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Revenue Options Would Help Close Social Security Shortfall

October 19, 2016 at 11:15 AM

Speaking at a Committee for a Responsible Federal Budget event yesterday on public attitudes toward fixing Social Security, I discussed a new Voice of the People survey showing that strong majorities of both parties favor addressing the program’s long-term shortfall mostly by raising revenues.  For example, a majority support a plan to eliminate the shortfall using 85 percent revenues and 15 percent benefit cuts.  Our recent paper explores three approaches to raising revenue, any of which would strengthen Social Security over the long term:

  • Raise or eliminate Social Security’s cap on taxable wages.

    Currently, employees pay a 6.2 percent payroll tax on wages up to $118,500 of annual earnings; employers also pay 6.2 percent for each employee.  When policymakers last adjusted the taxable wage cap in 1977, they set it to cover 90 percent of all wages and indexed it to rise annually with the average wage.  But wages above the cap have grown much faster than the average wage, so the cap now covers only about 82 percent of all wages; the other 18 percent of wages aren’t taxed (see chart). 

 

Raising the tax cap would lessen the erosion of Social Security’s payroll tax base, and it was the most popular option in the survey, supported by 88 percent of respondents.  Only high earners would face a tax increase, and their benefits could rise as well under this option.  Eliminating the cap would close even more of the shortfall, and most respondents support it.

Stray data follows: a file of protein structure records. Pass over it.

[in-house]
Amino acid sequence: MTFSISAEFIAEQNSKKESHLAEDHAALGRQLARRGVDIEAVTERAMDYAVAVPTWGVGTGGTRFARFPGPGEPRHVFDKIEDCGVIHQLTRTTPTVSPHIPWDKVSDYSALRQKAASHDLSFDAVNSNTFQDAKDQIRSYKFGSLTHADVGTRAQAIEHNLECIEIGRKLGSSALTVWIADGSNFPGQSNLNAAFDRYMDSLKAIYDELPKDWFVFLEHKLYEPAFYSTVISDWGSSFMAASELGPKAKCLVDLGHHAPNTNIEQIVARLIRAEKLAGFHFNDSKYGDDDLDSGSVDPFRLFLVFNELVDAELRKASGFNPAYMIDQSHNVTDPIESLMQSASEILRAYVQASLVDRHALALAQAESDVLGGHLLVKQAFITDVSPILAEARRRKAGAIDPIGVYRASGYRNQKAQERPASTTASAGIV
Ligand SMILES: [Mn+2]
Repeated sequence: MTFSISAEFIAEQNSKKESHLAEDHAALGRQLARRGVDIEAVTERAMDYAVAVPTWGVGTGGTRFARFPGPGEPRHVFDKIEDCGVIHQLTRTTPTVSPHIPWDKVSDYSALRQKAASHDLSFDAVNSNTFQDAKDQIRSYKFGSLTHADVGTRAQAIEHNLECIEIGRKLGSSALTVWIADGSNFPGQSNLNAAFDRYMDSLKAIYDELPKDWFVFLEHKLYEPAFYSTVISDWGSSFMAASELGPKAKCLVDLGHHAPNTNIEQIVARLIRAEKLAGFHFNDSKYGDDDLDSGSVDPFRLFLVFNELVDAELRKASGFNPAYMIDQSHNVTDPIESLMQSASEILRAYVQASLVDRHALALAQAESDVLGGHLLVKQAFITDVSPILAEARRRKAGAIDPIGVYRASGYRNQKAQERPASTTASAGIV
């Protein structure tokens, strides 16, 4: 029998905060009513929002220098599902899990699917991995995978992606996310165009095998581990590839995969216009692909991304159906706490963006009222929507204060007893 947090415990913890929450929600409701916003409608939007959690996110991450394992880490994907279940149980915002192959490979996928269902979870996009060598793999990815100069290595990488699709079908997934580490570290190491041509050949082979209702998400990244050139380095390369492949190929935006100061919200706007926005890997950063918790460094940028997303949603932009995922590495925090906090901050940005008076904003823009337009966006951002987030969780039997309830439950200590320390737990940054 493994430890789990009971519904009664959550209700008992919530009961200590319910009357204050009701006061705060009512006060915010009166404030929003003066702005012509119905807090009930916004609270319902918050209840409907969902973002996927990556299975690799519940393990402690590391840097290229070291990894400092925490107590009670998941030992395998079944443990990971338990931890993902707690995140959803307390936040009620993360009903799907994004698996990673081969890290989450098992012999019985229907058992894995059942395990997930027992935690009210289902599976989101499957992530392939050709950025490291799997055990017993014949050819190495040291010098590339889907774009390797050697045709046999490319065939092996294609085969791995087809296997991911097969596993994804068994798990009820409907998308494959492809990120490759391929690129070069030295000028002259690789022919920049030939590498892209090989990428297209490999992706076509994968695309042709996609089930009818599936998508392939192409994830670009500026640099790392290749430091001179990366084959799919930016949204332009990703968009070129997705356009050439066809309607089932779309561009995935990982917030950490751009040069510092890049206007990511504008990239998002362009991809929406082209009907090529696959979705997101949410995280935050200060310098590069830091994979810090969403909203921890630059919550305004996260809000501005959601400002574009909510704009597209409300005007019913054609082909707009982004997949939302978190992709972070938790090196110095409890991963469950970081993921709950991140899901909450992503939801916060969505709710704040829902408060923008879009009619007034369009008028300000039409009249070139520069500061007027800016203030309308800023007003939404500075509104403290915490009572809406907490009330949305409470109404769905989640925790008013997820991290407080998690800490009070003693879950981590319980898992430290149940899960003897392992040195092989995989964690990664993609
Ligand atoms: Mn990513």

• Raise the Social Security tax rate.

    Raising the rate from today’s 12.4 percent (for workers and employers combined) would affect all covered workers and wouldn’t change benefits.  Even a modest increase amounting to a few dollars a week for a typical worker could substantially improve Social Security’s long-term solvency, and most respondents are willing to pay it. 

  • Expand the Social Security tax base by applying the tax to fringe benefits.

    A growing share of workers’ compensation comes not through wages but through fringe benefits that are exempt from Social Security taxes, such as employer-sponsored health insurance premiums.  If Social Security counted these benefits as compensation (an option the Voice of the People survey didn’t include), affected workers would pay more in taxes but also get more in benefits under this option. 

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